Indonesia’s education system is in for a major overhaul, with the government unveiling plans to increase compulsory education to 12 years. However, some experts warn that the country’s schools have yet to fully assimilate the last round of reforms, which saw mandatory attendance for students raised to nine years.
In late May, Vice-President Boediono said the government was stepping up efforts to introduce compulsory 12-year basic education for all Indonesian children by 2014, with initial pilot programmes to be launched in selected regions some time this year.
“We’re committed to rolling out this programme in stages, as part of our effort to boost the country’s academic standing,” Boediono said during a visit to a school in Bali.
The proposed increase in the term of compulsory education is part of the government’s campaign to make the country more competitive in the global marketplace by strengthening the economy’s foundations, according to Boediono.
“We will use this programme to increase the quality of our nation in an effective way,” he said.
If the government keeps to its schedule, it will be the third extension of compulsory education in the past three decades. In 1984, six-year mandatory universal education was introduced, ensuring that all students attended elementary school. This was followed in 1994 by the establishment of a nine-year compulsory education system, covering the six years of primary schooling and three years of secondary school.
Any further increase in the term of compulsory education will add a significant burden to the national budget, which already dedicated a large slice of state spending to schooling. In the 2010 budget, some $21bn, approximately 20% of total planned expenditure, was allocated to the education portfolio, of which almost 50% represents the wages of teaching and ancillary staff.
With some 51m primary and secondary school students covered by the compulsory education system, any increase in the mandatory term would entail a massive injection of funding to accommodate new infrastructure and staffing requirements.
National education minister Muhammad Nuh, who was accompanying the vice-president on his Bali trip, has acknowledged that funding will be a hurdle, though one he believes will be overcome.
“If we could, we would start the 12-year programme immediately,” he said. “But since there is not enough money for it, we are introducing it gradually.”
That being the case, a further plan to extend the term of compulsory education to 17 years, which Nuh said would ensure most young people have the opportunity to get a college degree, is a long way off.
While there has been little opposition to the proposal of extending mandatory education, there has been a degree of skepticism among experts yet to be convinced that the state will be able to deliver on its promises.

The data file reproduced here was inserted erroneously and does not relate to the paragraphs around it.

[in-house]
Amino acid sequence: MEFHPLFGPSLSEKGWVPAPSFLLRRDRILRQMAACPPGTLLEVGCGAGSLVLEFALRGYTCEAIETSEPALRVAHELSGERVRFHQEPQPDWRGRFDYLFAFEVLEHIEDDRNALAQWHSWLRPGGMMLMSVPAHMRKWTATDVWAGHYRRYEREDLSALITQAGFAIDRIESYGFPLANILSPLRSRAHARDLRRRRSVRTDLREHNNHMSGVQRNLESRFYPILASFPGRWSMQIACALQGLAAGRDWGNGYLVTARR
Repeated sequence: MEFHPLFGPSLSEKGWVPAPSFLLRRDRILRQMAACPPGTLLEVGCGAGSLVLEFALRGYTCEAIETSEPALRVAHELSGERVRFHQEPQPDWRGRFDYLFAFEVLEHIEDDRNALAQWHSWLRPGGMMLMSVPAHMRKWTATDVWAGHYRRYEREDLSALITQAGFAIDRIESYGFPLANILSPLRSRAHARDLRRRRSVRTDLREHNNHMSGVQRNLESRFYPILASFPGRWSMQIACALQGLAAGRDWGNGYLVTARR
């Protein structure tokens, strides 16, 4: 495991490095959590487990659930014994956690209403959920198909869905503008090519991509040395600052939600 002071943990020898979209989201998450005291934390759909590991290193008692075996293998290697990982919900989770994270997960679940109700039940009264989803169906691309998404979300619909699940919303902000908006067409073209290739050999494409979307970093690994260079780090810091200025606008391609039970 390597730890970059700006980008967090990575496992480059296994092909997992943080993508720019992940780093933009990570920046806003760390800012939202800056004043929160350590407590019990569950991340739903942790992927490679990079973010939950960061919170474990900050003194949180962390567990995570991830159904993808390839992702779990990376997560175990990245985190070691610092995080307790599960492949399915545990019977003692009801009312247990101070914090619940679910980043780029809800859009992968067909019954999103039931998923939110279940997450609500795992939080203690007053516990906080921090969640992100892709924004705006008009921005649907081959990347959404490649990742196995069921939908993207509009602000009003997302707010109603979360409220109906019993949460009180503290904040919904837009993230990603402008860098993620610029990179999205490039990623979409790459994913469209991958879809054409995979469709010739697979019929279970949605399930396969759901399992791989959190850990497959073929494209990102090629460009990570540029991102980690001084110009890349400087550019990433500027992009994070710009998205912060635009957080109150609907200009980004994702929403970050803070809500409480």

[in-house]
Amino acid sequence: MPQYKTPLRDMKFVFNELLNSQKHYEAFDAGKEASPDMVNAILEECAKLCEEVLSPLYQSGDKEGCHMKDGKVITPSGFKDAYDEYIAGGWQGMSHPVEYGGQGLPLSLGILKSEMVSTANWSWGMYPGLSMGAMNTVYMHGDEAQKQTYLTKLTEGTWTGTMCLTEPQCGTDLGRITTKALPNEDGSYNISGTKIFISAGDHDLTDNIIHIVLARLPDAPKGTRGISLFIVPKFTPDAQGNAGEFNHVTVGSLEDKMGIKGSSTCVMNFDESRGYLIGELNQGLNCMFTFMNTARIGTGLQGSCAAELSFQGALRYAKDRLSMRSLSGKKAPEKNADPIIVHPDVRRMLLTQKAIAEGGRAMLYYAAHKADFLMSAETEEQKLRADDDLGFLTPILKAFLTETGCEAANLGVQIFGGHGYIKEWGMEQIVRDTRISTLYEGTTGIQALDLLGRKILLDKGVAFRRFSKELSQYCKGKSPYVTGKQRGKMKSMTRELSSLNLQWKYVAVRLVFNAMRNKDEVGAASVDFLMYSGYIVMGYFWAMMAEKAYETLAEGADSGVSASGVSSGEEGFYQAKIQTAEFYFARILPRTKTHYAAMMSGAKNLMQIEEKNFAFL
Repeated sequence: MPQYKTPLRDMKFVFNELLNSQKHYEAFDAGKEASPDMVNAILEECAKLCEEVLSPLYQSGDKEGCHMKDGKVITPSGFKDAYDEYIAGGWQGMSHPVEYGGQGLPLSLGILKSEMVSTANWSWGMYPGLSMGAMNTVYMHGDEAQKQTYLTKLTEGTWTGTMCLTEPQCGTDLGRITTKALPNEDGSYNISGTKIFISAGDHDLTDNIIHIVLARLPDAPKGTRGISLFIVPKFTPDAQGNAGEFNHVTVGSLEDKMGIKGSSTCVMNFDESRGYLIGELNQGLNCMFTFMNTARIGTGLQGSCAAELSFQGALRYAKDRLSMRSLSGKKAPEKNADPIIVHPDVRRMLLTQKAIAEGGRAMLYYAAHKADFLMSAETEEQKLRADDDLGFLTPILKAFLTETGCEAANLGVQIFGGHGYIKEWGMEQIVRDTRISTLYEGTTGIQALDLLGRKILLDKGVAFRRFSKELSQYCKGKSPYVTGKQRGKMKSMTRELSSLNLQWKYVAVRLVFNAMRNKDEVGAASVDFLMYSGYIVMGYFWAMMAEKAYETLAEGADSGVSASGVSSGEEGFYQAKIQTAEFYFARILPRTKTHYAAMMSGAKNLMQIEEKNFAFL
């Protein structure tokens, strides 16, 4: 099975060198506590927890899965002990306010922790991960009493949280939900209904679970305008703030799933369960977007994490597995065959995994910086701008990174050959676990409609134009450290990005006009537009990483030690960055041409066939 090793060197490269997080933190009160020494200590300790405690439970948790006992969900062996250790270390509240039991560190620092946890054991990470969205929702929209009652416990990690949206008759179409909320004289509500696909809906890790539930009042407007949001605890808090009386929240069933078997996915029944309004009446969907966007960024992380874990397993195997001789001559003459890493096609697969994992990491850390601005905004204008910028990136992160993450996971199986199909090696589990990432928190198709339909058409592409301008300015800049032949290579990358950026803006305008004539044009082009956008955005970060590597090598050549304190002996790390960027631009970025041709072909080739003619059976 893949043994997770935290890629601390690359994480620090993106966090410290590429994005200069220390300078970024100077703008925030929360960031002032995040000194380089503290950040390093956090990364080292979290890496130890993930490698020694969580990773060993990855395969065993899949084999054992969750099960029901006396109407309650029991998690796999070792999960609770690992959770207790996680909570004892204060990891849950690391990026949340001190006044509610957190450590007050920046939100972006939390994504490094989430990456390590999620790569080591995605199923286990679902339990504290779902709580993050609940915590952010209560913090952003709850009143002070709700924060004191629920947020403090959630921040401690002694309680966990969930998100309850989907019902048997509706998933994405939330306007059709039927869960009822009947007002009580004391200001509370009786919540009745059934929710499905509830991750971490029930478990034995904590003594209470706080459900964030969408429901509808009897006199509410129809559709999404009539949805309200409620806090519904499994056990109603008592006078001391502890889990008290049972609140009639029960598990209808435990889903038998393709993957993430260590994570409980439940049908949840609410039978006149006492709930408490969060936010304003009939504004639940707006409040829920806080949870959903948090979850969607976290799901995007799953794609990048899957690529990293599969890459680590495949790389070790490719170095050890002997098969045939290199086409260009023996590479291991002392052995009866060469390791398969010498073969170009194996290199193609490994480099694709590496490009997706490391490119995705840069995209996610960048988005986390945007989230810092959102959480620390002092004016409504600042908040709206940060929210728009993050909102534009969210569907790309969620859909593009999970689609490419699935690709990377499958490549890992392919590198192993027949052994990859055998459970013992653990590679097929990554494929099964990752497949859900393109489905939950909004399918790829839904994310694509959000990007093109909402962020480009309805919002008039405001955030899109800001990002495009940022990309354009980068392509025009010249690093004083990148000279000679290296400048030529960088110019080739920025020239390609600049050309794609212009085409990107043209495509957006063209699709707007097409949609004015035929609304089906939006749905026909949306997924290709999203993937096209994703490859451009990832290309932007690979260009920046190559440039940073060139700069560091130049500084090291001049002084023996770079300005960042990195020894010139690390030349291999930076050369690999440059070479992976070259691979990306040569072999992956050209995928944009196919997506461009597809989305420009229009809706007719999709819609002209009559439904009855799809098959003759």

According to Satria Darma, chairman of the Indonesian Teachers’ Club, an independent body that monitors educational issues, work still needs to be done to fully implement the 1994 programme of nine years before taking schooling to the next level.
“Deal with the current programme first before going to the next one,” Satria said in an interview with the Jakarta Globe on May 31.
Among the issues that the government needed to address were ensuring that the families of students could afford to send them to school and that educational facilities were sufficiently resourced, he said.
Though attendance at school may be compulsory up to the end of secondary school, this does not mean that Indonesia’s teachers are lecturing full houses. While Indonesia has committed to making education available to all by 2015 as part of its UN Millennium Development Goals, it is still well short of meeting its target, according to Mayling Oey Gardiner, an economic development instructor at the University of Indonesia.
“In 2007 the pure participation rate in elementary education was 94% but the pure participation rate of children aged 13 to 15 years in secondary education was only 67%, and so far there had been no breakthrough to increase this figure,” she said during an address to the Indonesian Academy of Sciences on June 14.
So far, no hard figures have been released as to what the cost of providing every school child in Indonesia with an additional three years of education will be, let alone the more ambitious plan to extend compulsory education to 17 years. On a sheer pro-rata basis the shorter-term plan would involve a one-third increase in the education budget, the latter almost a doubling of expenditure.
Though a laudable proposal, the government may have to do the maths on its educational equation before graduating to 12-year compulsory schooling.